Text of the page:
Business cycle dating committee national bureau
A definition of a recession commonly used in the media is two consecutive quarters of a shrinking gross domestic product (GDP).
In contrast, the NBER defines a recession as "a significant decline in economic activity spread across the economy, lasting more than a few months, normally visible in real GDP, real income, employment, industrial production, and wholesale-retail sales." Business cycle dates are determined by the NBER dating committee under contract with the Department of Commerce.
The NBER is well known for its start and end dates of US recessions.
However, the NBER release had noted that "In determining that a trough occurred in June 2009, the committee did not conclude that economic conditions since that month have been favorable or that the economy has returned to operating at normal capacity.
Second, since the NBER wishes to measure the duration of economic expansion and recession at a fine grain, they place emphasis on monthly—rather than quarterly—economic indicators.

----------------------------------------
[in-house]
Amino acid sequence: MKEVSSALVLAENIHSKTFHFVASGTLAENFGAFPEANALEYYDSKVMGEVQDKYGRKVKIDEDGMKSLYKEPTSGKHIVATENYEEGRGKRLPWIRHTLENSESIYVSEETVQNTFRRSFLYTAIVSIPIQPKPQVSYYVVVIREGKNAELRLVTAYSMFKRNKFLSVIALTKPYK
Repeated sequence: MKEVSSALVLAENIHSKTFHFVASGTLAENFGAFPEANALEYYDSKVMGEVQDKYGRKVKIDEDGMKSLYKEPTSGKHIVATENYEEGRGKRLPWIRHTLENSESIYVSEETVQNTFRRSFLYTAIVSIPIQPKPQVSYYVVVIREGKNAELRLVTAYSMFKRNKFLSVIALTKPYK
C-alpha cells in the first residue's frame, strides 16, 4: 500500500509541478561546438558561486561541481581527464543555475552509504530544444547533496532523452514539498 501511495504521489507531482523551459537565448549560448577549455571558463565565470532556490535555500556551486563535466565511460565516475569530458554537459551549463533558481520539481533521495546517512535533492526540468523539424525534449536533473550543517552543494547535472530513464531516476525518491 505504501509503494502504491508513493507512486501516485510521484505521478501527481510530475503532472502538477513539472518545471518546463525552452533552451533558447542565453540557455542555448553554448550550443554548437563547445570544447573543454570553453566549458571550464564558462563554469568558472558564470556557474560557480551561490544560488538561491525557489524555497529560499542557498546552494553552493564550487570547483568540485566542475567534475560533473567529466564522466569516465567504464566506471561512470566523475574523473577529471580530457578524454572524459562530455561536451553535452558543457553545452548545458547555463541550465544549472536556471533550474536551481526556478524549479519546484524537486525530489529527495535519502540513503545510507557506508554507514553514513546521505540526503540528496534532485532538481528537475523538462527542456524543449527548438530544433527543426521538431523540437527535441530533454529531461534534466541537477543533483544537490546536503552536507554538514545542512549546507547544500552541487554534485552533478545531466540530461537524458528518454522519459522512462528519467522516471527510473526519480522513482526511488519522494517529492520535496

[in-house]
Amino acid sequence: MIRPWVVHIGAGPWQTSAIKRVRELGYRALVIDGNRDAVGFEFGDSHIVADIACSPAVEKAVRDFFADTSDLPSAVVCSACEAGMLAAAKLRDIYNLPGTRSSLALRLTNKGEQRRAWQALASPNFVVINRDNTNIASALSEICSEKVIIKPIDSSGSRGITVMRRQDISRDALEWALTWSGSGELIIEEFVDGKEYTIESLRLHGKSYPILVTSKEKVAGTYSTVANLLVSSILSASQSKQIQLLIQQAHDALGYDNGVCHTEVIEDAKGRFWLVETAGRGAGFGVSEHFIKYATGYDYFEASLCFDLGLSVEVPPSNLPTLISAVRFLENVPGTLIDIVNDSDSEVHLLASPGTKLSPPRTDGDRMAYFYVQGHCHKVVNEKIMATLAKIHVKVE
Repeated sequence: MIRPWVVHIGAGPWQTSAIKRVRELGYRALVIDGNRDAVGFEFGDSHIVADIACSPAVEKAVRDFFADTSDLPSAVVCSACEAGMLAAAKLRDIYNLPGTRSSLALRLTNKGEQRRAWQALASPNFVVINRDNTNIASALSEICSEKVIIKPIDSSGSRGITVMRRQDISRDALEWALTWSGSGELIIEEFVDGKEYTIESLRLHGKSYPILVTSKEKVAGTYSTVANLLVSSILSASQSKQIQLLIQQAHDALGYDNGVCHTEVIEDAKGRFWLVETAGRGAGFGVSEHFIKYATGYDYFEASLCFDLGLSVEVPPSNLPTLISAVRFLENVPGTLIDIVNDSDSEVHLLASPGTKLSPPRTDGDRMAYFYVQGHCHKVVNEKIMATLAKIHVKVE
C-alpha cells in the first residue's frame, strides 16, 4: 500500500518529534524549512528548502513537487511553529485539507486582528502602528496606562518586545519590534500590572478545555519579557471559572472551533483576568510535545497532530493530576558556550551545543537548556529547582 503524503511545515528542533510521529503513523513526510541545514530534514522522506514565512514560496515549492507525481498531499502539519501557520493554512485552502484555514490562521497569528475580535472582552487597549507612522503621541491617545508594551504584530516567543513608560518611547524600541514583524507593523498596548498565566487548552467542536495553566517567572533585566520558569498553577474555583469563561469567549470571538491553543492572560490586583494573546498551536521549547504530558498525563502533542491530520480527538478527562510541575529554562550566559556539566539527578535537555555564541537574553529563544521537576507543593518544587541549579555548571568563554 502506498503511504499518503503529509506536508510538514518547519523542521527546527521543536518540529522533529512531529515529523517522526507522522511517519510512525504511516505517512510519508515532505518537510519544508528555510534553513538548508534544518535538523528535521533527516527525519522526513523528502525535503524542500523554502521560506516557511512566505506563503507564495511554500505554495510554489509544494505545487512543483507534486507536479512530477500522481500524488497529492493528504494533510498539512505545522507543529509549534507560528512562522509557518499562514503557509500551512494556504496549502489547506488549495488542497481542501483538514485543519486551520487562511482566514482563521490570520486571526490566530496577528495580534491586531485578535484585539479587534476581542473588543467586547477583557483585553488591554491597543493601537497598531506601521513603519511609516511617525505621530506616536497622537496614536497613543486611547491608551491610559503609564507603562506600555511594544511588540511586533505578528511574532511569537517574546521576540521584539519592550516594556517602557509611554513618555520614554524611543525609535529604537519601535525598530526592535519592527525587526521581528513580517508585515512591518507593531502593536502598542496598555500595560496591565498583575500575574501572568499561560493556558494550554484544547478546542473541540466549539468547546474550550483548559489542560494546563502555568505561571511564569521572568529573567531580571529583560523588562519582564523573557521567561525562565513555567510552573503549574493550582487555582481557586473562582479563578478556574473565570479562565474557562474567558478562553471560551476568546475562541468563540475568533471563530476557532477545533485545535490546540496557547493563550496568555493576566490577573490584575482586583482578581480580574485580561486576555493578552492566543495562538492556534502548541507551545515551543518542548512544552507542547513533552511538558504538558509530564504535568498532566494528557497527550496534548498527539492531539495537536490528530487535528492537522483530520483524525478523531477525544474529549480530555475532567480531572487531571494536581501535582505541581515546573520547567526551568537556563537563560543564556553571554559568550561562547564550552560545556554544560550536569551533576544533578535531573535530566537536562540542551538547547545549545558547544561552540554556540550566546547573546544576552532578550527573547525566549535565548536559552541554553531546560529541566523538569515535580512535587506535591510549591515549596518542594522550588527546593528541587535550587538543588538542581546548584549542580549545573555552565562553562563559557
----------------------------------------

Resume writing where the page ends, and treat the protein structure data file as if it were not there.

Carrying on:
Finally, by using a looser definition, they can take into account the depth of decline in economic activity.
Specifically, the Committee identifies a month when the economy reached a peak of activity and a later month when the economy reached a trough.
Recessions start at the peak of a business cycle and end at the trough, ie, a period when economic activity is contracting, and an expansion is the period between a trough and a peak when the economy is expanding.